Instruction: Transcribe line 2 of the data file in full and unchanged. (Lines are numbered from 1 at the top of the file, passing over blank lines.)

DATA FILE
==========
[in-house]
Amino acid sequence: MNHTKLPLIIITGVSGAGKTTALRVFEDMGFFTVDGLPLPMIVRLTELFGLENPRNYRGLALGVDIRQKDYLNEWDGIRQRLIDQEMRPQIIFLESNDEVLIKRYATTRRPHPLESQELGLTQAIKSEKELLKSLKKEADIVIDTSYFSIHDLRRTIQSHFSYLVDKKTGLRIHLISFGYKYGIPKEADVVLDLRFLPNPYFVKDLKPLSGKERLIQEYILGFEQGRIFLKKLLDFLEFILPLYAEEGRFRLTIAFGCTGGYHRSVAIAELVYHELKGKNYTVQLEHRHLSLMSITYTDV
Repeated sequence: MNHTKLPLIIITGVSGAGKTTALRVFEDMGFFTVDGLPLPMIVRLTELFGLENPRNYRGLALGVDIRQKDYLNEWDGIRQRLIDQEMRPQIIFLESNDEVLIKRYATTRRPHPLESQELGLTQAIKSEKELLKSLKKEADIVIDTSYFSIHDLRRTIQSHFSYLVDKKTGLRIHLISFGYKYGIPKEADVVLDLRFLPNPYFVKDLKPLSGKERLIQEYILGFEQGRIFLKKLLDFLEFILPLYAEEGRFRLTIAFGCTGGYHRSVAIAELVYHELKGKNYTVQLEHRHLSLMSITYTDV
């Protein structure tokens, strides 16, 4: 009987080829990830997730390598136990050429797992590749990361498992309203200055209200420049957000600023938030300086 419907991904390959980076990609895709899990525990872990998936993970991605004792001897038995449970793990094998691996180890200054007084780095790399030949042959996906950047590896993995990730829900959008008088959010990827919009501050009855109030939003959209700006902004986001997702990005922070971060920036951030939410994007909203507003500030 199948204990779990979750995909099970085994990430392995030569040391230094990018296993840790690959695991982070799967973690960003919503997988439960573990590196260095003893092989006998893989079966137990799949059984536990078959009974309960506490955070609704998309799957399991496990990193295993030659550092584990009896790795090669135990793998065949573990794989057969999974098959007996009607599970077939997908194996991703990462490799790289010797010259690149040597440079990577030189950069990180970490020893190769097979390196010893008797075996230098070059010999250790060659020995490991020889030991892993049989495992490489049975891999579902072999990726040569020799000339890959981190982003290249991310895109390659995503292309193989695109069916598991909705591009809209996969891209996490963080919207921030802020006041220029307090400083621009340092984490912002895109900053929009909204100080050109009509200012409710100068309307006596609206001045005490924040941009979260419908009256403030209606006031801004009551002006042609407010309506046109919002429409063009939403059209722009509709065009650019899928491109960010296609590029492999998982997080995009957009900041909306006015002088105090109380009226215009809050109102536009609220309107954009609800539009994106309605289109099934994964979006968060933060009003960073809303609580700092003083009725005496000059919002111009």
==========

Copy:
Amino acid sequence: MNHTKLPLIIITGVSGAGKTTALRVFEDMGFFTVDGLPLPMIVRLTELFGLENPRNYRGLALGVDIRQKDYLNEWDGIRQRLIDQEMRPQIIFLESNDEVLIKRYATTRRPHPLESQELGLTQAIKSEKELLKSLKKEADIVIDTSYFSIHDLRRTIQSHFSYLVDKKTGLRIHLISFGYKYGIPKEADVVLDLRFLPNPYFVKDLKPLSGKERLIQEYILGFEQGRIFLKKLLDFLEFILPLYAEEGRFRLTIAFGCTGGYHRSVAIAELVYHELKGKNYTVQLEHRHLSLMSITYTDV